High Desert Pests, Diseases, and Common Problems – Overwatering

I Can Overwater?

Yes. Yes you can. This is one of the common killers of plants along with underwatering. Overwatering limits oxygen in the root zone and damages the roots and weakens plants. This usually leads to soil organisms that cause rot to overtake the plant and kill it.

Symptoms and Identification of Overwatering

Overwatering can be difficult for others to identify as monitoring is the main way to avoid it. A couple of things you can look back to that might indicate that this is a problem are:

  • Changes in watering frequency of established plants
  • If a newly planted plant never really takes off and exhibits overwatering symptoms
  • Adding mulch and not adjusting watering frequency
  • Not accounting for past rain when watering
  • Planting in summer and watering a lot (2 times a day or more) to compensate for the heat
  • The planting hole was very hard and didn’t drain well
  • Changing the soil you garden in as different soil requires different watering needs (one year was raised beds, and now you’re growing in ground)

Symptoms of overwatering include:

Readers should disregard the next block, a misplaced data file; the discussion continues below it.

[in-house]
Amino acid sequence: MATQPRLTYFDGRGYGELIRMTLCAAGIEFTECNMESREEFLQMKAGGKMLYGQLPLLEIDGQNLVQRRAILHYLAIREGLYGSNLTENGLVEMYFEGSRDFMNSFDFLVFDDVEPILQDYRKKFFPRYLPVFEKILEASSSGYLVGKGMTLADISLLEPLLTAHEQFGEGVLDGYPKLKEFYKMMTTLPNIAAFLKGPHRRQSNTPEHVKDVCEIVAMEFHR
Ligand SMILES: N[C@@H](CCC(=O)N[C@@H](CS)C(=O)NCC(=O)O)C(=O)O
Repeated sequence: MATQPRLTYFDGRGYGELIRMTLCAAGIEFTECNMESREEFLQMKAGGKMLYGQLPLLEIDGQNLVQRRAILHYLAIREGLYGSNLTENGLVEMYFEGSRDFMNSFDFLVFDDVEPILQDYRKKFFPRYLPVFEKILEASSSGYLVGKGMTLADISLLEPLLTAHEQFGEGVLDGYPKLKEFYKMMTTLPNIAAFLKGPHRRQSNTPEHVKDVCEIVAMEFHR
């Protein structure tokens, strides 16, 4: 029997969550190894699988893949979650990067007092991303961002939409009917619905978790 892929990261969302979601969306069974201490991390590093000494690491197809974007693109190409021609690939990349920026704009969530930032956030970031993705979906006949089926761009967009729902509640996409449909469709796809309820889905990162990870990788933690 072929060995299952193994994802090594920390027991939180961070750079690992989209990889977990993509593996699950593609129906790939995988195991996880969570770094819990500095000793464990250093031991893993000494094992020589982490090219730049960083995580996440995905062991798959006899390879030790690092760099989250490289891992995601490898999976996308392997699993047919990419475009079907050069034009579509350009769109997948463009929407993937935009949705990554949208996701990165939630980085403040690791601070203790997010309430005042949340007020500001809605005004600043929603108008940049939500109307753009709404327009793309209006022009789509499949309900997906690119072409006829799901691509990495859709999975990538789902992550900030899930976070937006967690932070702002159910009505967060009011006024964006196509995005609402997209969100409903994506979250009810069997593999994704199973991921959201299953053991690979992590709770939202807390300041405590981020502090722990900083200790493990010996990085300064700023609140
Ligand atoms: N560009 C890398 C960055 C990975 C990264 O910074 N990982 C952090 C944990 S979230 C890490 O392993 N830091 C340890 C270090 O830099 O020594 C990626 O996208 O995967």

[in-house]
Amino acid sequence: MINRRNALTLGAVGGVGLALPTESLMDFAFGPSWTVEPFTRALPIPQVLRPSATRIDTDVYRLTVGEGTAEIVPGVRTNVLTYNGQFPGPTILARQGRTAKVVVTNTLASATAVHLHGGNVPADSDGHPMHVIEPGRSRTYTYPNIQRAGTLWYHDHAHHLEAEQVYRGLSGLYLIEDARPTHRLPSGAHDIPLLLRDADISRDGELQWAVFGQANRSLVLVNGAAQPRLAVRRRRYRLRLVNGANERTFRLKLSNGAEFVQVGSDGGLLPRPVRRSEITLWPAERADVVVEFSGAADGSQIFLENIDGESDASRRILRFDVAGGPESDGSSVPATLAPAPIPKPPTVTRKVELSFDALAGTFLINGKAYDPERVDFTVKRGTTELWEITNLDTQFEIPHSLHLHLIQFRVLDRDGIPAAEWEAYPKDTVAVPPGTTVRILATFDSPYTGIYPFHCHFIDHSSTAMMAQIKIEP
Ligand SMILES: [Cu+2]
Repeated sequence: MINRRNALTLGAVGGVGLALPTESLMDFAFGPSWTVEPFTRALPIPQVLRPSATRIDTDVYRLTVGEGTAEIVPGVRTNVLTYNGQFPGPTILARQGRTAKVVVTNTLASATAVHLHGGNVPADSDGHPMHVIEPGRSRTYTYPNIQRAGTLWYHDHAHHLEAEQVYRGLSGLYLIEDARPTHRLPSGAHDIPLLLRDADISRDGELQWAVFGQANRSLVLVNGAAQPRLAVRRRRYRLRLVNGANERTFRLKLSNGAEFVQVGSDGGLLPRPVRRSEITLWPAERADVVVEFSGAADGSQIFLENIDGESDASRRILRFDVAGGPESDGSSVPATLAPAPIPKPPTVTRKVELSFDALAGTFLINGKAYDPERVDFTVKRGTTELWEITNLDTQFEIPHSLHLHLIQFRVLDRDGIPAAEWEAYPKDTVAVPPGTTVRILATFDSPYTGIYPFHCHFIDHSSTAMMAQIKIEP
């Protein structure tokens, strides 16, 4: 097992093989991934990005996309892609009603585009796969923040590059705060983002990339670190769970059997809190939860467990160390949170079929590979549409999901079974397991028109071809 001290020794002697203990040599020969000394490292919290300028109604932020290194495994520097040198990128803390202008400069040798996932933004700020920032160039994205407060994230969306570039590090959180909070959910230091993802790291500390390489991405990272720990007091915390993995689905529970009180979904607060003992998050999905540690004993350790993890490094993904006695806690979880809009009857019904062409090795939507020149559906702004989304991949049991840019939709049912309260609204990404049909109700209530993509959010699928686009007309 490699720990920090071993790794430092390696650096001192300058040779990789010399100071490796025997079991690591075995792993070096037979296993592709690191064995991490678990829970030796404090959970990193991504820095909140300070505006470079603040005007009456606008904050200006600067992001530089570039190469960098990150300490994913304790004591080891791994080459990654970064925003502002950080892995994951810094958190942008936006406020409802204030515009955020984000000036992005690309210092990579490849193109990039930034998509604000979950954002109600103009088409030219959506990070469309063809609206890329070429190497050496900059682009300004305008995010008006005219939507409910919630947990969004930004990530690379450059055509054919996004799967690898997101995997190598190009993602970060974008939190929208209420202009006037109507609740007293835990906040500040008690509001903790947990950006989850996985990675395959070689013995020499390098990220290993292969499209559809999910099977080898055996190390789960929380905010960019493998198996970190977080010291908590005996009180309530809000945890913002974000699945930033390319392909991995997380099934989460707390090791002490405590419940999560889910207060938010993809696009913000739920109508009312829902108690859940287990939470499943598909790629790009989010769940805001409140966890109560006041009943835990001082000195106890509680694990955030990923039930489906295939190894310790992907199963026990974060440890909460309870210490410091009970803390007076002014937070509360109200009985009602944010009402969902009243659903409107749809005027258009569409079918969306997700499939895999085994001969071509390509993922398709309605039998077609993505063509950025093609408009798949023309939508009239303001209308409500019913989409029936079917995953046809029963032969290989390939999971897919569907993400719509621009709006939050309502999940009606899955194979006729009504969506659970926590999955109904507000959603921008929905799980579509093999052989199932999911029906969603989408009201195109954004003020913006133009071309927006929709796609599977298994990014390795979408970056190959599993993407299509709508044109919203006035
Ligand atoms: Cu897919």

• Yellow leaves (can also be an indicator of nitrogen deficiency)
  • Wilting leaves that are still green with wet soil
  • Leach scorch
  • Canopy dieback
  • Necrosis
  • Defoliation

For images of plants that are overwatered scroll to the bottom for help in identifying if it is affecting your plant. If you have photos you’d like to add to the photos below you can send them to [email protected]

Life Cycle

What happens when plants are overwatered is that the roots rot due to lack of oxygen. Then as the roots deteriorate, water uptake ceases and cannot supply the necessary water for the leaves to remain turgid. This is why wilting leaves is a common sign of overwatering. Root rots can be responsible for destroying the root system further once the root become damaged. They need anaerobic conditions and can easily infect plants that are weakened. Overwatered plants are weakened, then killed by rotting pathogens.

Management of Overwatering

The best way to manage overwatering is to not overwater. I know, call the press, it’s groundbreaking. The main thing to do is start watering properly, and that is covered here. Mulching your plants and watering less frequently will help to reverse the problem. It scares people to let the soil dry out, but wet conditions will perpetuate the rot and anaerobic conditions that are doing the damage.

Woody perennials (trees and shrubs) will frequently lose all of their leaves when overwatering has been a chronic problem. This doesn’t mean it is dead, but that it can’t support those leaves with the portion of the root system that is still healthy (if there is a portion that is still healthy). These plants can send out a new set of leaves within a few weeks if watering is corrected. Don’t give up early, nature is amazing.

Below are some photos of plants that have been overwatered to help you diagnose your plants: